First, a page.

Loz (lozenger8) wrote,
Loz
lozenger8

What's in a name?

I think Shakespeare got it wrong. A rose by any other word may smell as sweet, but it wouldn't be a rose, would it?

There's a history of (mis)naming in one of my fandoms - due South. When Ray Vecchio first left and Ray Kowalski appeared, some fans were... disgruntled. Not every viewer warmed up to the "new" Ray, and wanted to distinguish him from Vecchio as much as possible. This new Ray needed a new name, surely?

It just so turns out that Ray is not Kowalski's first name. In a twist of dark humour (which I attribute to Paul Gross - who had taken over some of the writing and the executive producing), new Ray was Stanley Raymond Kowalski. His father was a Brando fan, he liked Steve McQueen. In not being a Brando fan, new Ray introduces himself as Ray and (the Kowalski-liking) fandom gave him the appellation RayK to lessen confusion between the two due South Rays.

However, to the less RayK-enthused audience, RayK became Stan. And this is where my argument starts. With the non-existent character Stan. Because RayK fans, on the whole, more than anything, detest Stan. The general consensus is that it is an offensive thing to call him by this name. RayK is not Stan - he is RayK. At no point is RayK referred to as Stan in the show, and he is only referred to as Stanley by his mother being motherly in that 'say his full name' way and Ray Vecchio in a moment of cruelty. Stan belongs in the ether.

There are many reasons Stan is offensive, but one is the connotation that Ray Kowalski is not fit to be a Ray - that there is One True Ray, and he ain't it. Another reason is that "Stan" is canonically invisible. You could argue that "RayK" is also not entirely canonically correct, but sometimes you need to compromise.

What's in a name? A whole lot, as it turns out. The world's finest writers are aware of the power of names. Dickens was particularly adept at creating names which sum up his characters. He knew which sounds and word associations worked to give readers an instant mental picture of personality and perception. He knew that a name is language, and language is power.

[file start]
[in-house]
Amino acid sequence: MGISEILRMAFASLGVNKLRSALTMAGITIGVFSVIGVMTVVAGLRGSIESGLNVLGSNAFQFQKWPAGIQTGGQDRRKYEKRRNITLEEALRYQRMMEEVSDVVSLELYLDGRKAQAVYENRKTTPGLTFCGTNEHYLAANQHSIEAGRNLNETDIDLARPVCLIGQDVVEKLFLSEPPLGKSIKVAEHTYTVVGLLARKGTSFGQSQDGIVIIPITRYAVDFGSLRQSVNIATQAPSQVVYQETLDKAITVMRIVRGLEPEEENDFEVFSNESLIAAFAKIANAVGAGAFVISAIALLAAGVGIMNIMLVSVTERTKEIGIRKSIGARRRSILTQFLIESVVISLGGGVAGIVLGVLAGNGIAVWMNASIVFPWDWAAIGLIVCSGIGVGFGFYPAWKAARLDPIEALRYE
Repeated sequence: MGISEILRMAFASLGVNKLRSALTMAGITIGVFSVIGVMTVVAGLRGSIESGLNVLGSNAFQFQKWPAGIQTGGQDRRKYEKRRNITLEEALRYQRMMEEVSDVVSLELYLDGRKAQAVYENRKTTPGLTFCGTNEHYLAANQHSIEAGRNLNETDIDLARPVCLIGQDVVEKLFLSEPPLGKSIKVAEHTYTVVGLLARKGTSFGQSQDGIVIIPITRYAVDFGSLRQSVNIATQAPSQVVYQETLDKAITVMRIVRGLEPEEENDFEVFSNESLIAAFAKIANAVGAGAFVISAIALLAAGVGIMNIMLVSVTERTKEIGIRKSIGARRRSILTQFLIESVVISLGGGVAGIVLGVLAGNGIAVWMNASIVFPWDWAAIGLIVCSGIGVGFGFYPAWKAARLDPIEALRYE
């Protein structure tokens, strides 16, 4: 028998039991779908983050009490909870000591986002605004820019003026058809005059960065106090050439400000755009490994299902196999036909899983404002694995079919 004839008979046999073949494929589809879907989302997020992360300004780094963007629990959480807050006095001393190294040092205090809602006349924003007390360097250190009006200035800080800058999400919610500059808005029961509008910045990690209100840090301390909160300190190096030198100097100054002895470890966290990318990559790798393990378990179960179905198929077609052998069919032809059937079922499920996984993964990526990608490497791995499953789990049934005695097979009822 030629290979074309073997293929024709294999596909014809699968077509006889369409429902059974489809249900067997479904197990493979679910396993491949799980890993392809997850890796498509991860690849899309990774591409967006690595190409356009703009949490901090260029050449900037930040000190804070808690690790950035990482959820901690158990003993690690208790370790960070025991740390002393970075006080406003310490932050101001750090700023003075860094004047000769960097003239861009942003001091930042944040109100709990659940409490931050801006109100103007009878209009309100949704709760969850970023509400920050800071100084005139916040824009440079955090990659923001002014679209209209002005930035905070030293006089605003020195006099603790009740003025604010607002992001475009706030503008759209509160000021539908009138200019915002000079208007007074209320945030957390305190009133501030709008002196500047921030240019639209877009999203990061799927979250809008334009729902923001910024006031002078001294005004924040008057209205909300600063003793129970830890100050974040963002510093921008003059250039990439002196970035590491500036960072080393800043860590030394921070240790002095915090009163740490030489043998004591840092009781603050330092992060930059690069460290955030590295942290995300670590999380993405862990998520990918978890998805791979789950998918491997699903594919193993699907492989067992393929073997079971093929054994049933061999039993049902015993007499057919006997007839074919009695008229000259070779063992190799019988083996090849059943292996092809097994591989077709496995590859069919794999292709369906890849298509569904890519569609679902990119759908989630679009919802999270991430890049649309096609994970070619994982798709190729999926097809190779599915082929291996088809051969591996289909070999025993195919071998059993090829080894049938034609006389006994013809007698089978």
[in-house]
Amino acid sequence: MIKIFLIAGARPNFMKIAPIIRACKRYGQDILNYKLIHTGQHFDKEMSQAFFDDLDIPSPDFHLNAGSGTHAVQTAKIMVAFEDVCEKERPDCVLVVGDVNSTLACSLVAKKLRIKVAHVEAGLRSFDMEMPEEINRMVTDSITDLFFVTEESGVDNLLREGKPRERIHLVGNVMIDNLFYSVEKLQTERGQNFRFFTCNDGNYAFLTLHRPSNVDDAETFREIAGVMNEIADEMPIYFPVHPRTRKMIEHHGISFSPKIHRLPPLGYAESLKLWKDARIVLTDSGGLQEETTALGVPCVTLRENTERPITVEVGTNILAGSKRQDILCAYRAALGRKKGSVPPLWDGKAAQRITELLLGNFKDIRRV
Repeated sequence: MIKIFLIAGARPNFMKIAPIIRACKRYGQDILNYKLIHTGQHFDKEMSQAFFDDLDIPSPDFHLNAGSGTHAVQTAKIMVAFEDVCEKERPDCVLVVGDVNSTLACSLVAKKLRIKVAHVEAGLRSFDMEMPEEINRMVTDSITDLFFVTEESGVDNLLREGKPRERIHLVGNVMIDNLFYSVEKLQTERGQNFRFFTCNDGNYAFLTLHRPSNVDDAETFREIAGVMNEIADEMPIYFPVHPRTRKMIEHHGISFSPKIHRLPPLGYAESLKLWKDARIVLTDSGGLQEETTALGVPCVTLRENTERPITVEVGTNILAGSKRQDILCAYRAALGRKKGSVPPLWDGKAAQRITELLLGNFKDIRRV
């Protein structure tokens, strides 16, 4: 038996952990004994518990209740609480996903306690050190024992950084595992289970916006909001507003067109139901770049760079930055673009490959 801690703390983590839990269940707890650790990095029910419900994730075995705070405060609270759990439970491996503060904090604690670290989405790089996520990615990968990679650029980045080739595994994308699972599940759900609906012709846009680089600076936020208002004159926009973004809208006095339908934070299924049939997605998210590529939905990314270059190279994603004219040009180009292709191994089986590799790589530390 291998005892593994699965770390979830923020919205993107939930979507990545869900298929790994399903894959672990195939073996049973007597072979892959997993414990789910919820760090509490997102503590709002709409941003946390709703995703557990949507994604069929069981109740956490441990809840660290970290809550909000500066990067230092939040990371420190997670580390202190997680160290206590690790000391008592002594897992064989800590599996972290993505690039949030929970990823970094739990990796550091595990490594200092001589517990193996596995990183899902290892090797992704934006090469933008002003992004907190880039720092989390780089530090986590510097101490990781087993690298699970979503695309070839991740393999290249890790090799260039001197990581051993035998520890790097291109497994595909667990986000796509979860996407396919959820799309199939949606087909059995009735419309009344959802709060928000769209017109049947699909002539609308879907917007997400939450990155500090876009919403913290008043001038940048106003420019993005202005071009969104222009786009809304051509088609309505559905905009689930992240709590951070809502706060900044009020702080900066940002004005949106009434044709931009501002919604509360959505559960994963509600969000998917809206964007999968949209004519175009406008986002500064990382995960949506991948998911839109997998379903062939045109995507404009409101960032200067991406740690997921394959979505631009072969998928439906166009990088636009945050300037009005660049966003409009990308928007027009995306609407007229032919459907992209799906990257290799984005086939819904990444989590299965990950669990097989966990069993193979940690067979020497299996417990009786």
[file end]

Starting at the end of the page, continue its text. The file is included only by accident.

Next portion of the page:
Identity, both individual and collective, begins to be constructed through what we know of a person - and often one of the first things we know about a person we first meet is their name. There are several names I associate with distinct traits, flaws and virtues because of people I knew who had those names. There are heavily stereotyped names - such as Dwight or Tiffany. Parents often spend months agonizing over what to call their child. A lot of names have cultural and ethnic connotations.

When it comes back to fandom, we discover that names can be vital in helping us understand those individual characters we love or hate. Rodney from Stargate: Atlantis could not be anything other than a Rodney to me. At a stretch, he could be a David, but this is because I am aware of the space between role and actor. Sawyer in Lost is Sawyer, not James Ford - it is the name Sawyer which defines him for the viewer, it is the rejection of his real name which is a point of interest. In Futurama, when it is revealed that 'Fry' and 'Leela' are their surnames, not birth names, other characters are shocked and confused. I recently made a very deliberate point of playing with the name of one of my favourite characters - Life on Mars' Gene Hunt - for comic effect in a story, because I knew how this name automatically informed how I view him (Hunt is reminiscent of something primal, Gene brings to mind the word 'congenial', but means 'well-born' - he's a mixture of these and more).

Not remembering the name of a character can often mean they made little impact on you. It could also mean you have a faulty memory. Mostly, it indicates that the character or the name is not very important in the grand scheme of things. Sometimes, not knowing a name or not having a name can be just as powerful, however, as we see in the Sergio Leone trilogy with Clint Eastwood as The Man with No Name. Not thinking a character's name is apt is often a source of confusion. Trying to give characters nicknames in fanon can be seen as deadly (Sevvie Snape, anyone?) Having troubles naming can sometimes by emblematic of deeper issues. Getting it wrong can cause untold pain. When writing, it's vital to be careful when you're naming characters. In fannish life, it might make do to be careful when thinking about fandom characters and what their names actually mean to you.

This isn't likely to be new to anyone, but it had to be said. The general premise here is that names and the ways these construct character are significant - sometimes overwhelmingly so.

And for the love of all that is sweet and Mountie-like - call him RayK.
Tags: due south, writing
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